For the past 30 years, “international” has largely meant Asian. Japan dominated foreign demand in the 1990s, followed by India, and now China. Two-thirds of all current international students are Asian, one-third from China—and growing. The fragility of this dependency on one country and one continent is frightening. Imagine the devastating consequences were the president to declare that Chinese students are a serious national security risk, or if China were to retaliate in a tariff war by taxing (or restricting) those who want to study in the U.S. Nor can this dependency on one region justify claims of a truly international student body.
The purposes for their presence
Nationwide tallies show that new international students began to decline in number even before the Trump Inauguration. Foreign students have shifted toward other institutions in other countries less because of an unwelcoming national administration than because an increasing number of European programs are now taught in English. Canada has become more inviting and affordable, and other nations’ universities are supplanting American schools in global rankings. Trump might exacerbate our declining competitive advantage, but we should not be overconfident that the innate appeal of America’s universities would otherwise persist. Enrollments from China, India and Vietnam are still growing, while other countries cultivate alternative places for their citizens to study. If international numbers remain flat while reliance on several countries intensifies, America’s schools will be even more vulnerable to the vicissitudes of a few nations.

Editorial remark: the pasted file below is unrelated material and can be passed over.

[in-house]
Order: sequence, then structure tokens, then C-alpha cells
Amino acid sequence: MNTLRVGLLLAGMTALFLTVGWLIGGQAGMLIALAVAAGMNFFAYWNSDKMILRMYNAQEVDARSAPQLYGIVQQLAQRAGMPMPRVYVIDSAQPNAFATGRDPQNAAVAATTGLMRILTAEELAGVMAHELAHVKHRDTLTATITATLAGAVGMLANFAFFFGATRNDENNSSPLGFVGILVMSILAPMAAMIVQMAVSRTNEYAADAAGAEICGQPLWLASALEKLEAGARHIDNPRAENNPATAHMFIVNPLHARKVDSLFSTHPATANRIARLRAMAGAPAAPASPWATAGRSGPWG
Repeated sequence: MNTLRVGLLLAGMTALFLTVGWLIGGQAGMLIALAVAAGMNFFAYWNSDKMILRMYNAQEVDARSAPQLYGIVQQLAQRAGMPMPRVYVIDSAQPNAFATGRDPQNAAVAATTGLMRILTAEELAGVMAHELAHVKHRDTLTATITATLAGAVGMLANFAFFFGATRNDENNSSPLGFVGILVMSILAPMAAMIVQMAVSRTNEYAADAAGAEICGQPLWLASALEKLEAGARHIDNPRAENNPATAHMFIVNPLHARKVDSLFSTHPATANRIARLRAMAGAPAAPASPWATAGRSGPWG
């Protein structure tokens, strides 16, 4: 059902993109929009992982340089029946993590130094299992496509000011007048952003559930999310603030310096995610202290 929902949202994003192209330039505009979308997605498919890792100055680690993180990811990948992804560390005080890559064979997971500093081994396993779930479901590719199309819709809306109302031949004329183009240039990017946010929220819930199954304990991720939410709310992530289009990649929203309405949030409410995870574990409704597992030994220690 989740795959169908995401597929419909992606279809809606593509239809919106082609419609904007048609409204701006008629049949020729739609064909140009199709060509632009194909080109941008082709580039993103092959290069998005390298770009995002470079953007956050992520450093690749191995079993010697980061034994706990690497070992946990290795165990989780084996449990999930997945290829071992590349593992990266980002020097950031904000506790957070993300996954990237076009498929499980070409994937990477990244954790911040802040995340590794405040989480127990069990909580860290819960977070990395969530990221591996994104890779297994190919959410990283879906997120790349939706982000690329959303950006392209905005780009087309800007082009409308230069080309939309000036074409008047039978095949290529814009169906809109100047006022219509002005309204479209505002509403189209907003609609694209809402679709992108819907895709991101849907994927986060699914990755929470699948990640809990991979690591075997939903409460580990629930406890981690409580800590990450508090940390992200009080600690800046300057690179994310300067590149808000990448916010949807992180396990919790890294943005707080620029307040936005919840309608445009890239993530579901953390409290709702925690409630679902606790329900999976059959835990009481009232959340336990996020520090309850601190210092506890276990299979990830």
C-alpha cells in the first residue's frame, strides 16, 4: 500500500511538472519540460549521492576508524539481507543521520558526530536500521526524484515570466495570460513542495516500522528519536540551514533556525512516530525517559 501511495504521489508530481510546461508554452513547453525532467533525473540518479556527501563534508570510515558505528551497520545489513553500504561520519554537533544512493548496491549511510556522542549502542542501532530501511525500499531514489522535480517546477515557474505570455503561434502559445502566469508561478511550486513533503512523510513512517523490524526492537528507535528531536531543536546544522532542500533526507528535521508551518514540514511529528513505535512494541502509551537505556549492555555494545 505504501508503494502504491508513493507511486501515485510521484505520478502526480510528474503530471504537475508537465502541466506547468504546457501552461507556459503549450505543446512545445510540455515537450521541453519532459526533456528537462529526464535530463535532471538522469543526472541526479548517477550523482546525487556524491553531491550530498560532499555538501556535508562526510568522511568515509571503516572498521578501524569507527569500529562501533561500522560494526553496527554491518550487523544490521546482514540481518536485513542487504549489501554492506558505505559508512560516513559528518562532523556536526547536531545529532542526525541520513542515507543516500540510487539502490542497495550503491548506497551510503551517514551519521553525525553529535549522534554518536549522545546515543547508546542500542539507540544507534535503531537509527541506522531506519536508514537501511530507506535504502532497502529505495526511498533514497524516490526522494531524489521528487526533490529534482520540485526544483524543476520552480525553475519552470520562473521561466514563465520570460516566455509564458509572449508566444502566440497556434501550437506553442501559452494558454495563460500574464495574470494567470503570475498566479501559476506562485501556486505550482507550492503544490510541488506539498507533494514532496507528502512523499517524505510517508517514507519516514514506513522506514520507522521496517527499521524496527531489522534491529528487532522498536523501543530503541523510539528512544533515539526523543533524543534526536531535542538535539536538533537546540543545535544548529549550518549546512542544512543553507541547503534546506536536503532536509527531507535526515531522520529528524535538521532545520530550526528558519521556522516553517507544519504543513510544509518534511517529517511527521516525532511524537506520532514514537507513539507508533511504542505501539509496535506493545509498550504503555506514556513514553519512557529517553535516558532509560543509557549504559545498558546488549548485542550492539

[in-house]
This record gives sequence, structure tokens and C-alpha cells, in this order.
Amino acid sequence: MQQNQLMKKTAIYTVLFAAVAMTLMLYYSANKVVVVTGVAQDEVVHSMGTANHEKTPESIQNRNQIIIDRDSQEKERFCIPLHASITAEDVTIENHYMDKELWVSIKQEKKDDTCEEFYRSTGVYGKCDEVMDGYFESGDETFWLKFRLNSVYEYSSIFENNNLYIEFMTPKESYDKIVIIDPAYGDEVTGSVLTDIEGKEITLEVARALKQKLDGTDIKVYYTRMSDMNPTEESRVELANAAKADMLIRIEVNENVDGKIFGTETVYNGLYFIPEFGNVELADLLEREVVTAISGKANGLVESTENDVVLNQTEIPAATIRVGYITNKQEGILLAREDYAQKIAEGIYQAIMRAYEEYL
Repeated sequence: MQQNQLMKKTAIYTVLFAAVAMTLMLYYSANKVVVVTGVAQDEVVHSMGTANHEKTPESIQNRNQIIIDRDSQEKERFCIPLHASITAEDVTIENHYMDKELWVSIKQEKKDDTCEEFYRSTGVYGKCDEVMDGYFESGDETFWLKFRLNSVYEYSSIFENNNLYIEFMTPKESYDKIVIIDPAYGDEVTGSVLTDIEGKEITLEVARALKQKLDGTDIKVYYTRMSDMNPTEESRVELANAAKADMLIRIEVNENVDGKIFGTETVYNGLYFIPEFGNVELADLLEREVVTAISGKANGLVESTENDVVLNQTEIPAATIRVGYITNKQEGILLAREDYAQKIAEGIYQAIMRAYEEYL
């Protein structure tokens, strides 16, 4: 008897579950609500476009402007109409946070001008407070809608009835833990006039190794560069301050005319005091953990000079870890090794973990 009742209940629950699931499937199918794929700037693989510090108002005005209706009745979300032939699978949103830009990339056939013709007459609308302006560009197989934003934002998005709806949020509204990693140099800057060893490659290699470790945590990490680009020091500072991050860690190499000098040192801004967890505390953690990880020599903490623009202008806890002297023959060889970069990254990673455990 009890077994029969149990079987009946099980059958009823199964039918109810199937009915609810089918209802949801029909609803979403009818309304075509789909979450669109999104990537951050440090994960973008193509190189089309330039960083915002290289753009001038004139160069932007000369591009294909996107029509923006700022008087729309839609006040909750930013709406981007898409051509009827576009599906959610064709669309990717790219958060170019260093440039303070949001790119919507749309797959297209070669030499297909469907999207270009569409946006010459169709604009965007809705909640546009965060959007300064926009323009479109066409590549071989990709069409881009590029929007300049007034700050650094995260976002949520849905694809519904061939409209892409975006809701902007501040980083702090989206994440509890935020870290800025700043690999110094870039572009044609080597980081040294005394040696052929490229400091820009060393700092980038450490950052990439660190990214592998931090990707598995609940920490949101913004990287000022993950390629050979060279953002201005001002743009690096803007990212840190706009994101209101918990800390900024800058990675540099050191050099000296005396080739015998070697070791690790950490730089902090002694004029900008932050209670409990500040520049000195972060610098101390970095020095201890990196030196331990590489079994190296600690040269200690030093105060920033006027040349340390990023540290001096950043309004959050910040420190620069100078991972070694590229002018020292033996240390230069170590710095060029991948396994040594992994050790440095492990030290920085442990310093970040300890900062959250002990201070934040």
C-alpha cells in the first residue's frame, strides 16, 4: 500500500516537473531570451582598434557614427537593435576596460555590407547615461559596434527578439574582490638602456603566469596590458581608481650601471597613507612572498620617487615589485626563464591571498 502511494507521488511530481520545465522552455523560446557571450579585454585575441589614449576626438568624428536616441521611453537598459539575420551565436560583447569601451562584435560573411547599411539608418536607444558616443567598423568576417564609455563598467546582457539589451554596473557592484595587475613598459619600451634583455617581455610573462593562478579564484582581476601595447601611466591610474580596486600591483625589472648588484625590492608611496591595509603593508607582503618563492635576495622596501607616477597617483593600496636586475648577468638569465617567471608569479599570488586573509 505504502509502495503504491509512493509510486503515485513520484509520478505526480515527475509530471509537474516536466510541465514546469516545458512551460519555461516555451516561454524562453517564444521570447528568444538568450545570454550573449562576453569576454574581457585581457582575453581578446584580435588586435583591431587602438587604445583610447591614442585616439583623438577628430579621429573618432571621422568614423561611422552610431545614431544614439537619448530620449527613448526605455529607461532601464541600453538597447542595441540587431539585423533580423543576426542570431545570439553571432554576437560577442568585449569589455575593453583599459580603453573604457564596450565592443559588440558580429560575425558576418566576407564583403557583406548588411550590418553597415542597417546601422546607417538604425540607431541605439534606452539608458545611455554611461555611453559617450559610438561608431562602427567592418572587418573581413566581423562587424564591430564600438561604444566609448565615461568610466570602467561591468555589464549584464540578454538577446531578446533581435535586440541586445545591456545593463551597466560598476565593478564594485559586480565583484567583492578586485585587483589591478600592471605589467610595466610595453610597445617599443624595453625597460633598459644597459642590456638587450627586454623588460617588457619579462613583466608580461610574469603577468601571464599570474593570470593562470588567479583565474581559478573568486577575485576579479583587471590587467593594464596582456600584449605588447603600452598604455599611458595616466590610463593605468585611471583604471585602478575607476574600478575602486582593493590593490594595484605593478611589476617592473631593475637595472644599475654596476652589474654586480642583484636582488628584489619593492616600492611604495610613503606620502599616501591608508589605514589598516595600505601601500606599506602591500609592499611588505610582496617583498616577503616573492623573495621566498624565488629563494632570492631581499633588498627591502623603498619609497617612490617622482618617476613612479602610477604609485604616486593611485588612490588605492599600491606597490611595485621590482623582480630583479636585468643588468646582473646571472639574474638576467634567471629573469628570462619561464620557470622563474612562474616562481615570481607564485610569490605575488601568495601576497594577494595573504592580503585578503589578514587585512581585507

This raises serious questions about whether representation from just these few countries constitutes genuine internationalization. Why have some major research universities been so welcoming? Public institutions, whose mission dictates a local focus, have been especially aggressive in growing their international numbers. If the main reasons are financial, then more full-tuition-paying students becomes an end in itself. If the reasons are academic, then this is a meritocratic means of elevating institutional reputation. In either case, the source of students matters less than their academic pedigree and willingness to pay the full sticker price of a higher education.